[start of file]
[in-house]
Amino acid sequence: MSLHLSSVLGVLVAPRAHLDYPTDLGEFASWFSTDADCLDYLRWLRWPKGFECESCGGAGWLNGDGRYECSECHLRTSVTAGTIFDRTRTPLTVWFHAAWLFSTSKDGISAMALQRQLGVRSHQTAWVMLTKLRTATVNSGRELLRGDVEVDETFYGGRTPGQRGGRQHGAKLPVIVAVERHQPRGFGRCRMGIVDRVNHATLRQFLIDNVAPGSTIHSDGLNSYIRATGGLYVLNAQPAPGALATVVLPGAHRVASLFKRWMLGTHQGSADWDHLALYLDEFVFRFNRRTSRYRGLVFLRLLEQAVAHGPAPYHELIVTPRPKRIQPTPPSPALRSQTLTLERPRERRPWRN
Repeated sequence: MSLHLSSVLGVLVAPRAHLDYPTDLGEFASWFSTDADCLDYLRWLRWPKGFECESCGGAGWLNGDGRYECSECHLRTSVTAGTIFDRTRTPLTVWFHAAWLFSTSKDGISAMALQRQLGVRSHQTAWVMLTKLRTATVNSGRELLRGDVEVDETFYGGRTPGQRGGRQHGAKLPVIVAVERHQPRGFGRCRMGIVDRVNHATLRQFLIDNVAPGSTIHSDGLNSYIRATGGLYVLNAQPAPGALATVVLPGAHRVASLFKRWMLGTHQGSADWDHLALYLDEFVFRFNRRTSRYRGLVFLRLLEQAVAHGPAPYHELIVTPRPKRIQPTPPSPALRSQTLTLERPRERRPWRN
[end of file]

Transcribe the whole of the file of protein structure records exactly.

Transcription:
[in-house]
Amino acid sequence: MSLHLSSVLGVLVAPRAHLDYPTDLGEFASWFSTDADCLDYLRWLRWPKGFECESCGGAGWLNGDGRYECSECHLRTSVTAGTIFDRTRTPLTVWFHAAWLFSTSKDGISAMALQRQLGVRSHQTAWVMLTKLRTATVNSGRELLRGDVEVDETFYGGRTPGQRGGRQHGAKLPVIVAVERHQPRGFGRCRMGIVDRVNHATLRQFLIDNVAPGSTIHSDGLNSYIRATGGLYVLNAQPAPGALATVVLPGAHRVASLFKRWMLGTHQGSADWDHLALYLDEFVFRFNRRTSRYRGLVFLRLLEQAVAHGPAPYHELIVTPRPKRIQPTPPSPALRSQTLTLERPRERRPWRN
Repeated sequence: MSLHLSSVLGVLVAPRAHLDYPTDLGEFASWFSTDADCLDYLRWLRWPKGFECESCGGAGWLNGDGRYECSECHLRTSVTAGTIFDRTRTPLTVWFHAAWLFSTSKDGISAMALQRQLGVRSHQTAWVMLTKLRTATVNSGRELLRGDVEVDETFYGGRTPGQRGGRQHGAKLPVIVAVERHQPRGFGRCRMGIVDRVNHATLRQFLIDNVAPGSTIHSDGLNSYIRATGGLYVLNAQPAPGALATVVLPGAHRVASLFKRWMLGTHQGSADWDHLALYLDEFVFRFNRRTSRYRGLVFLRLLEQAVAHGPAPYHELIVTPRPKRIQPTPPSPALRSQTLTLERPRERRPWRN